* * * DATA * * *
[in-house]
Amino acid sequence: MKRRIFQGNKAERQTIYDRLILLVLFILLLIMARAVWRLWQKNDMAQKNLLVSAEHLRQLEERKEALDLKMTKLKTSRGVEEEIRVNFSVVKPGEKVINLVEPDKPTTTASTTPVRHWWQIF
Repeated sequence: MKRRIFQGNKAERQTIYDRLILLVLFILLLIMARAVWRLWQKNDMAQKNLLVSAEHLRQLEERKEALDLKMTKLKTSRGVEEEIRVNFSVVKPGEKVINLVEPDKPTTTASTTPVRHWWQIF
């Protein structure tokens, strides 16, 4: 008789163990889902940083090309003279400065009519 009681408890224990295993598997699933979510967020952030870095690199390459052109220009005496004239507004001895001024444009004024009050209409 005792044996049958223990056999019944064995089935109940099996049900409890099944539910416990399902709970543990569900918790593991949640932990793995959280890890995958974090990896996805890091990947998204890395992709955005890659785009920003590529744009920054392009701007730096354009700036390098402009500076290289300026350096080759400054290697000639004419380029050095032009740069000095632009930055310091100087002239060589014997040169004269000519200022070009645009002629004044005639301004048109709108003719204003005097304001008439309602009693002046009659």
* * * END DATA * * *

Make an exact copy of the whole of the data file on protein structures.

[in-house]
Amino acid sequence: MKRRIFQGNKAERQTIYDRLILLVLFILLLIMARAVWRLWQKNDMAQKNLLVSAEHLRQLEERKEALDLKMTKLKTSRGVEEEIRVNFSVVKPGEKVINLVEPDKPTTTASTTPVRHWWQIF
Repeated sequence: MKRRIFQGNKAERQTIYDRLILLVLFILLLIMARAVWRLWQKNDMAQKNLLVSAEHLRQLEERKEALDLKMTKLKTSRGVEEEIRVNFSVVKPGEKVINLVEPDKPTTTASTTPVRHWWQIF
């Protein structure tokens, strides 16, 4: 008789163990889902940083090309003279400065009519 009681408890224990295993598997699933979510967020952030870095690199390459052109220009005496004239507004001895001024444009004024009050209409 005792044996049958223990056999019944064995089935109940099996049900409890099944539910416990399902709970543990569900918790593991949640932990793995959280890890995958974090990896996805890091990947998204890395992709955005890659785009920003590529744009920054392009701007730096354009700036390098402009500076290289300026350096080759400054290697000639004419380029050095032009740069000095632009930055310091100087002239060589014997040169004269000519200022070009645009002629004044005639301004048109709108003719204003005097304001008439309602009693002046009659």